From the secrets of supernovae to the oldest planets in the universe: the first results from the JWST

A year after its launch, astronomers are revealing the secrets of the universe, as the first scientific results from observations made by the James Webb Space Telescope (JWST) are released. This month, Physics World is publishing a series of blog posts on the discoveries. This is the second post in the series – you can read the first here.


Image taken by the JWST of the Carina Nebula
Cosmic cliffs: what looks much like craggy mountains on a moonlit evening is actually the edge of a nearby, young star-forming region, NGC 3324, in the Carina Nebula. Captured in infrared light by the Near-Infrared Camera (NIRCam) on the NASA/ESA/CSA James Webb Space Telescope, this image reveals previously obscured areas of star birth. (Courtesy: NASA, ESA, CSA and STScI)

The life and death of stars; setting sights on minor asteroidal and cometary bodies in our solar system; the oldest planets in the universe; and the secrets of supernovae – a rollercoaster ride of new discoveries was revealed on day two of the “First Science Results from JWST” conference, held at the Space Telescope Science Institute in Baltimore, US.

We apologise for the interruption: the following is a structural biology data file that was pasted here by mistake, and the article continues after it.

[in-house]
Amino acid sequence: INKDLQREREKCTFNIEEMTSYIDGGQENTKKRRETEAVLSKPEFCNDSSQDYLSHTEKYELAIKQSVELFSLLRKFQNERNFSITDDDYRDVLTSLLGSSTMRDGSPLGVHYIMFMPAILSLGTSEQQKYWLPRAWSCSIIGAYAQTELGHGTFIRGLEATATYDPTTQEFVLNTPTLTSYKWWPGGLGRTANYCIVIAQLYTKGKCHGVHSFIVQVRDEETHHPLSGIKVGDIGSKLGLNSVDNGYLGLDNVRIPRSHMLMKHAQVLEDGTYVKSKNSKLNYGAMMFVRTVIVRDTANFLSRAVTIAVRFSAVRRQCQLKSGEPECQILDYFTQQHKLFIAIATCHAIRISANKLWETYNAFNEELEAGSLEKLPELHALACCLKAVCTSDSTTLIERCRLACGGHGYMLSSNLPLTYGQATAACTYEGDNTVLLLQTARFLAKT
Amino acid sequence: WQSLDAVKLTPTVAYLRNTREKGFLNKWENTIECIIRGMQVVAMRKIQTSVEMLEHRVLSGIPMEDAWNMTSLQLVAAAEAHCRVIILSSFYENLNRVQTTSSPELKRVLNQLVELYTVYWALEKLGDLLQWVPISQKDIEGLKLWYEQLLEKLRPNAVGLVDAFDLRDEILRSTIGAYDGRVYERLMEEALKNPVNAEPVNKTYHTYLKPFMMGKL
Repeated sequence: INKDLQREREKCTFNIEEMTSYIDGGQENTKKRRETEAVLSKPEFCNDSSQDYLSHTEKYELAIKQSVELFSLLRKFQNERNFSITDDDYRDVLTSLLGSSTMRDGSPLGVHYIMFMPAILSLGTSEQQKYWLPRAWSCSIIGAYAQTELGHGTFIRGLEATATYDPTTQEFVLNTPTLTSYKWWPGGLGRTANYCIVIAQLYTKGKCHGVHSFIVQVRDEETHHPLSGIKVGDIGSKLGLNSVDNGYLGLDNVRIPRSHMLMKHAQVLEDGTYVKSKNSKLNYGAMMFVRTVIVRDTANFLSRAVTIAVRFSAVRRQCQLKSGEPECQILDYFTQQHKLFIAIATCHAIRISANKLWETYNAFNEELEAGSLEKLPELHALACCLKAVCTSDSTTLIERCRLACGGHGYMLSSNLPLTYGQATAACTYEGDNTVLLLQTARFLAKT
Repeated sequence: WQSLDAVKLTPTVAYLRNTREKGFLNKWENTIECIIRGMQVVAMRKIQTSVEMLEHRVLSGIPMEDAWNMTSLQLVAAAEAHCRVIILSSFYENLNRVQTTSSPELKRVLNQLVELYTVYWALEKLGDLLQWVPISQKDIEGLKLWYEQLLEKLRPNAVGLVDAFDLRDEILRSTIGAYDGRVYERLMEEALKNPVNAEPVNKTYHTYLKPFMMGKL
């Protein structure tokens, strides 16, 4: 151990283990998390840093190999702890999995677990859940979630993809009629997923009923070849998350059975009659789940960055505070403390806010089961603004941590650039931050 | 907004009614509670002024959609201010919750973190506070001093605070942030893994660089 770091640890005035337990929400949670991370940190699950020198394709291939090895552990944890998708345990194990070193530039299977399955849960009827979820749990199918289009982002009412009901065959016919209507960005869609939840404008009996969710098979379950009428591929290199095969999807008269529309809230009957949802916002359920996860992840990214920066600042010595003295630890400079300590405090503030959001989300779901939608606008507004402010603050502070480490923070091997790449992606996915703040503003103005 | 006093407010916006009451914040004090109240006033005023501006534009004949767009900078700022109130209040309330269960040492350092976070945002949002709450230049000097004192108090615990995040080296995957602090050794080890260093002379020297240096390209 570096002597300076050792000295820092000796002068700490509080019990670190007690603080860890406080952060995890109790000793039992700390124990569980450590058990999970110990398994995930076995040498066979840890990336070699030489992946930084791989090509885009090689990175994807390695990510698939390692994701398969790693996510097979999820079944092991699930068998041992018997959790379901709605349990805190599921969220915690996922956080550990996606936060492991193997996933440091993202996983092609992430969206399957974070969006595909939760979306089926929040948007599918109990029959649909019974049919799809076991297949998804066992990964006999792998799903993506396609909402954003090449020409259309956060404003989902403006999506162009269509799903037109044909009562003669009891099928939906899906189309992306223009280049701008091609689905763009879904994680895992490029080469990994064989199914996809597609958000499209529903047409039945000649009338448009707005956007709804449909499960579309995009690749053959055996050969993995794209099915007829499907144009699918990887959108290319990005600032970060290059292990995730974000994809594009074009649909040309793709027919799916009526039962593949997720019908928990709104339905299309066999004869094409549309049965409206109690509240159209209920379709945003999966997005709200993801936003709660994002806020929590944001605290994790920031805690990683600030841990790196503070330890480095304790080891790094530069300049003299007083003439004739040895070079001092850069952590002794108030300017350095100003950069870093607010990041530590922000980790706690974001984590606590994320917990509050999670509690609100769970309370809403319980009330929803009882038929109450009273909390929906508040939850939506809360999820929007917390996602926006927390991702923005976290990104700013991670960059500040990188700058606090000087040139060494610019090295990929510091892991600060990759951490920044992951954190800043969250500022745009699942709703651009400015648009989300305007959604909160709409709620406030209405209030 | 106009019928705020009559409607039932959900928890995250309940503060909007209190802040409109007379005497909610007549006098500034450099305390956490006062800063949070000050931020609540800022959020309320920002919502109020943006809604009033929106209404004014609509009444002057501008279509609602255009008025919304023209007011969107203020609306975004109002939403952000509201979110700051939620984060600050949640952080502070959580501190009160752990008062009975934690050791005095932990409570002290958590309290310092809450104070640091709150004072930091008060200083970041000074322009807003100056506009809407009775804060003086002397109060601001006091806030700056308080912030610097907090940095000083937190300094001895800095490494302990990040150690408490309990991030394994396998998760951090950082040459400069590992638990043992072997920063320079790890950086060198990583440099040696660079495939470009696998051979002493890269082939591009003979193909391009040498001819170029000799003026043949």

Stellar nurseries on Cosmic Cliffs

One of the first images to be released from the JWST in July this year was that of the “Cosmic Cliffs” – a section of the Carina star-forming nebula located about 8500 light-years away. Previously imaged by the Hubble Space Telescope, the so-called cliffs are made of molecular gas encircling a giant bubble blown in the nebula by the stellar winds and ultraviolet light of five luminous O-type stars, which are the hottest and most massive type of stars to exist. Embedded within the wall of gas are nascent stars. As astronomer Megan Reiter of Rice University explained, the JWST has now identified 24 new outflows from young stars that are still growing by accreting matter from their surroundings. By tracing these outflows, Reiter and her colleagues are able to locate the sites of star formation within the nebula.